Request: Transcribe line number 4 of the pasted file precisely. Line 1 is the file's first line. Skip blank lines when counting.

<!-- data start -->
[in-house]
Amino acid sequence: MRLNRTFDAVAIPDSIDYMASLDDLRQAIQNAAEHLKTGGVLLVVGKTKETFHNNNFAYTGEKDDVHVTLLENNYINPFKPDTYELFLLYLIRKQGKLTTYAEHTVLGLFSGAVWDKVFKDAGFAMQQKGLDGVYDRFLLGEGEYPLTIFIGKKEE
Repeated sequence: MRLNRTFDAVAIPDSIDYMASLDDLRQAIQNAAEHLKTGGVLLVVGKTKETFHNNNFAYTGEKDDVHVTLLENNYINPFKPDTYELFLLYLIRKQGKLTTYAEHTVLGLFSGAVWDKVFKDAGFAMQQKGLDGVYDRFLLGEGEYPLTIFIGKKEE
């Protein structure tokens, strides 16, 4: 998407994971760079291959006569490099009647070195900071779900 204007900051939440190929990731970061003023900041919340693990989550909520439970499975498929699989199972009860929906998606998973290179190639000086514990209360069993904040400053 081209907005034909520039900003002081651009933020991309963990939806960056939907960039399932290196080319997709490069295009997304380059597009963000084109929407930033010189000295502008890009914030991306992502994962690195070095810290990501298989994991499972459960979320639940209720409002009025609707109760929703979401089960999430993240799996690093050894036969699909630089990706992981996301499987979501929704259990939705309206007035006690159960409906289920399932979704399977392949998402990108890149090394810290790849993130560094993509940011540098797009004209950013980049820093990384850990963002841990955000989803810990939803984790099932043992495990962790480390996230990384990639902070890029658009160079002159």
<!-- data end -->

């Protein structure tokens, strides 16, 4: 998407994971760079291959006569490099009647070195900071779900 204007900051939440190929990731970061003023900041919340693990989550909520439970499975498929699989199972009860929906998606998973290179190639000086514990209360069993904040400053 081209907005034909520039900003002081651009933020991309963990939806960056939907960039399932290196080319997709490069295009997304380059597009963000084109929407930033010189000295502008890009914030991306992502994962690195070095810290990501298989994991499972459960979320639940209720409002009025609707109760929703979401089960999430993240799996690093050894036969699909630089990706992981996301499987979501929704259990939705309206007035006690159960409906289920399932979704399977392949998402990108890149090394810290790849993130560094993509940011540098797009004209950013980049820093990384850990963002841990955000989803810990939803984790099932043992495990962790480390996230990384990639902070890029658009160079002159």